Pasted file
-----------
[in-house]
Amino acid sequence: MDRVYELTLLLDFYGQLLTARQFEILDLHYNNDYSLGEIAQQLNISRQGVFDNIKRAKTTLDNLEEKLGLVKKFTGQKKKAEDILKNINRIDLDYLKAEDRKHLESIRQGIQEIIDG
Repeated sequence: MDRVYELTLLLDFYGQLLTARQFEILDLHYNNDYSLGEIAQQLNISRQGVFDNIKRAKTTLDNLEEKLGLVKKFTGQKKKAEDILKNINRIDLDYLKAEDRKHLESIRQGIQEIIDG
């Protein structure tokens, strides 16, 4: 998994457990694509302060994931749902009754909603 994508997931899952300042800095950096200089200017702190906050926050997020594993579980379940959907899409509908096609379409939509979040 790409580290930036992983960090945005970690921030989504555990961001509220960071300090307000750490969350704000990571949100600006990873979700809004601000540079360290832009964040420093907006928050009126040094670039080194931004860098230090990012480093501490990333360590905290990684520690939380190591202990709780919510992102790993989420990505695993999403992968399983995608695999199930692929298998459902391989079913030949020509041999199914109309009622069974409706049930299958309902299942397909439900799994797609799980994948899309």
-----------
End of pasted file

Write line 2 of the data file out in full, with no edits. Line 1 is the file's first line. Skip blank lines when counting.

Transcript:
Amino acid sequence: MDRVYELTLLLDFYGQLLTARQFEILDLHYNNDYSLGEIAQQLNISRQGVFDNIKRAKTTLDNLEEKLGLVKKFTGQKKKAEDILKNINRIDLDYLKAEDRKHLESIRQGIQEIIDG